"Overall, with peace in Sierra Leone, the destruction of weapons in Liberia and a resolution of the Roosevelt Johnson case, this would help the Secretary-General's office solicit contributions from the international community. By the grace of God, there had not been a collapse in the process. The notion that withholding aid would enhance the democratic process was foolish. It was possible that if he had not been elected, Liberia would have gone up in smoke. He wanted the Secretary-General to do everything he could to help. Liberia was receiving no direct government-to-government assistance. NGOs were providing some aid. And while this was helpful, it was also true that NGOs sometimes unknowingly got involved in political matters, and that was unacceptable. But as was said in Africa, a beggar did not have many choices.
President Taylor said he would visit New York in September for his 'few minutes at the podium' of the General Assembly. He reiterated that he was happy to welcome the Secretary-General to Liberia and thankful to God that all was well for the moment.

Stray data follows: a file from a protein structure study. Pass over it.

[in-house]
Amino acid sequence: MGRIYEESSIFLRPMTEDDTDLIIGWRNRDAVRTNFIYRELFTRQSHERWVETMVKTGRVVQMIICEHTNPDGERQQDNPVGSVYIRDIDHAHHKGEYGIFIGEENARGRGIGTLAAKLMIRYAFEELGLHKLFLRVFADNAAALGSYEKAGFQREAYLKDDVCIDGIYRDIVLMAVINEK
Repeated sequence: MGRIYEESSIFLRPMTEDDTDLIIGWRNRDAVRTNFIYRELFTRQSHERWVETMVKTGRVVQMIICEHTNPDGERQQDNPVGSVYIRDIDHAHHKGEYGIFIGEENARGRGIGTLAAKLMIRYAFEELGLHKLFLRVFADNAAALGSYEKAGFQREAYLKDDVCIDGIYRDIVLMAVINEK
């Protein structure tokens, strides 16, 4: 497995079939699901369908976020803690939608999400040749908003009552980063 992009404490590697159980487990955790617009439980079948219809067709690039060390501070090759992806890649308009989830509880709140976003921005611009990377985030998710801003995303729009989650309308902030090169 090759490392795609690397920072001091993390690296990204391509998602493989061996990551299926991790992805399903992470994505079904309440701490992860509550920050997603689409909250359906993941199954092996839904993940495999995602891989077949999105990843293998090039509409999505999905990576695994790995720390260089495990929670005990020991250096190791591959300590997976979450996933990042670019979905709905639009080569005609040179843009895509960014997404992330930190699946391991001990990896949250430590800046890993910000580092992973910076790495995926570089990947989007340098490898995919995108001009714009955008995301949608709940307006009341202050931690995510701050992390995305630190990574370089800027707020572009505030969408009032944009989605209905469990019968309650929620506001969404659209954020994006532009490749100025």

The Secretary-General thanked President Taylor for receiving him and for this opportunity to see the progress being made in Liberia. He had always maintained that for Africa to develop, it was necessary to resolve its conflicts. Nations needed to create an environment that would attract investment. All his efforts - his contacts with the private sector, his report to the Security Council on conflict and development - were geared toward this end.
With respect to the agreement signed in Lome, it was good that everyone had pooled their efforts. President Kabbah was grateful to President Taylor for his efforts, as well as those of President Obasanjo and Eyadema and all others involved."
Pause. Now, before coming to Liberia on 8 July, where had the Secretary-General been?